College as a Celiac: My 2 Day Twisted Fairytale
My first gluten-breathing dragon sprayed me when, after a long three hour unpacking period, my family and I finally headed for lunch. Hungry. Starving, actually. When I stepped outside and smelled the toasted buns and grilled meat, saw the assembly line of deli meat, salad, and brownies, I wanted more than anything to join the throng of students stacking their plates. After all, it looked delicious...except that the gluten-filled bread was acting a little too cozy with the meats and lettuce for my taste. So we climbed the stairs, the hill, and the roads to reach the safety of the cafeteria. Only, safe wasn't exactly the best description. My choices: meats placed right next to breads, salad with croutons, or fruit.
As I've told before, though, in college you have to be your own advocate. So we "advocated" rather loudly until Chef Urs, the main PLNU cook, finally met with us inside the cafeteria. My stomach grumbling in the background, he gave the grand tour (this is where the food isn't, but will be), the golden ticket (a card with his personal phone number to order ahead), and a promise to make my tummy as happy as possible. In a rather anticlimatic end to this adventure, I devoured the leftover homemade gluten free pizza I stashed in my dorm fridge hours before while my parents chowed on sandwiches from the line.
|Always bring food from home just in case!|
I did eventually, however, get to try PLNU's gluten free grub. The cafeteria isn't open until tomorrow because parents are still roaming the halls, so instead the school serves food in twenty buffet lines outside. Picking out kids with food allergies is pretty easy: just look for the loners passing all the tables until they finally reach the line in the back where all the gluten free, lactose intolerant, and vegan/vegetarian meals are stashed. Splitting up from my friends to grab my own food? Talk about embarassing! But the meals were good. Not exactly restaurant-worthy, but fingerlickin'. Even better, Chef Urs mimicked the regular menu as closely as possible: on spagehetti night, we chowed on rice lasangna and when we packed tacos with chicken, rice and peppers, others munched on burritos. The best part, though? Meeting the other kids who were gluten intolerant, lactose intolerant, or suffered food allergies.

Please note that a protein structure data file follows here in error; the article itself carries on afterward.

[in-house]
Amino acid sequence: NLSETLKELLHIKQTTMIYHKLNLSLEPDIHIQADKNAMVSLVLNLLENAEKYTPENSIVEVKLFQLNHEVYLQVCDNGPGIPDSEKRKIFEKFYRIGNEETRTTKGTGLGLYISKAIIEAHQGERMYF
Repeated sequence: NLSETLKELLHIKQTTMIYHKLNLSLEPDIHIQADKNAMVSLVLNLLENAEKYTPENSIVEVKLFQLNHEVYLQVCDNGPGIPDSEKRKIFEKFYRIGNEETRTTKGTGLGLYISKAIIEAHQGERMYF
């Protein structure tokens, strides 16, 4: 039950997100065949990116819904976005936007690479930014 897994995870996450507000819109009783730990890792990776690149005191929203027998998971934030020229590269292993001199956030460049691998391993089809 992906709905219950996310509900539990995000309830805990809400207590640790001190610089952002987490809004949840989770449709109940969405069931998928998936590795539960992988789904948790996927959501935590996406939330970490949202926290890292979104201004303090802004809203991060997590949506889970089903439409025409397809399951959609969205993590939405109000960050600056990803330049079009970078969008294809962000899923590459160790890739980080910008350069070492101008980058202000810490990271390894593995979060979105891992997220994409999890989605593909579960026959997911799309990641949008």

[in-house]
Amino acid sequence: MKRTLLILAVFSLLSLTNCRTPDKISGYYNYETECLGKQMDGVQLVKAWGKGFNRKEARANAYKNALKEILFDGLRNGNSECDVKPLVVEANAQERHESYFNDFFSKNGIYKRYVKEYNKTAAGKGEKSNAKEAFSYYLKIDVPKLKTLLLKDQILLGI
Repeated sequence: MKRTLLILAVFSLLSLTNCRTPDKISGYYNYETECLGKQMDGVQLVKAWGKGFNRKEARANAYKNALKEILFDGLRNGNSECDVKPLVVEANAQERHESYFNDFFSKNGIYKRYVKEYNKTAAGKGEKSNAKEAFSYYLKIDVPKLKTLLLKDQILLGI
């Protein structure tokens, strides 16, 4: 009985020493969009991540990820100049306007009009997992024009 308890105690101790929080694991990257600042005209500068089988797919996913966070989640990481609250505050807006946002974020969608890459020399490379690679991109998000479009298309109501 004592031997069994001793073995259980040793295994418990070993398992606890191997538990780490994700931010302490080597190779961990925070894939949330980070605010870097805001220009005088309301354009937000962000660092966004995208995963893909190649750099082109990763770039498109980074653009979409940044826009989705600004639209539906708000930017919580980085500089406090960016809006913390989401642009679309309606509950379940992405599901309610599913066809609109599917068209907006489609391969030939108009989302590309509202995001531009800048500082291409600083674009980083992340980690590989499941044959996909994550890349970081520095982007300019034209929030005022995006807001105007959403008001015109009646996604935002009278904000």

|My chicken tacos with rice and beans|
I love my friends who chow down on everything in sight, but people who can relate, and I mean the my-stomach-explodes-after-that-food-too kinda relate, make living with celiac disease so much easier. During the ice cream social last night, when I stood empty-handed compared to everyone else's heaping bowls of Ben-and-Jerry's, everyone asked me why I didn't eat. I'm already skinny - why watch my weight? What's an ice cream social without ice cream? Except for one girl - Kelly - who is gluten intolerant and avoids dairy, just like me. Instead of indulging in ice cream, we swapped stories of the best gluten free bakeries nearby, our favorite GF foods, and how we both plan to survive in college.
At the same time, though, like I've always said, celiac disease is not going to limit my life. It can limit my food choices, but not my friends, my classes, or my social calendar. Maybe that's why I grabbed my jacket when, at ten thirty at night, my RA called out, "Burrito run!"
Technically, I've been an official Point Loma Sealion since my dad drove our overstuffed van past the gate and onto campus. Technically, I've been an actual college freshman since orientation - a deadly combination of academic speeches, "get aquainted" parties, and religious events that add up to 12 hour days - began. And yet, the whole "I'm a college kid" didn't hit me until that night. It didn't hit me until, with a handful of girls squished up beside, under, and on top of me, we ditched campus and headed to Adalberto's for our first midnight burrito run.
Burrito runs are a staple at Point Loma and I could definitely tell. Even though the place is nothing more than a small, slightly worn shop tucked in the corner of a group of stores, it was packed with PLNU students at 10:30 that night. Of course, with all of the stress and dietary changes that hitchiked with college, I didn't actually order a "midnight burrito." And yet, as I sat around sipping my water and drooling over the piles of carne asada nachos and fries, shrimp burritos, and, most well known, the french-fry stuffed California burrito, I felt at peace. Would I have liked a peice of that? Heck yeah! Did having to turn down offers to share a delicious wrap ruin my night? Heck no!
|I drooled over this so hard...|
My life in college will never be a fairytale with perfectly packaged gluten free meals waiting to save the day. And that's okay. I can socialize. I can have fun. I belong. Just two days in, I have met amazing people, listened to life-changing speeches, and realized my calling as a PLNU Sealion. And there's no fairytale - celiac disease included - better than that.
|Two days down and so many more to enjoy!|
Are you a celiac in college? How is your food situation? Did it get better with time? Comment below!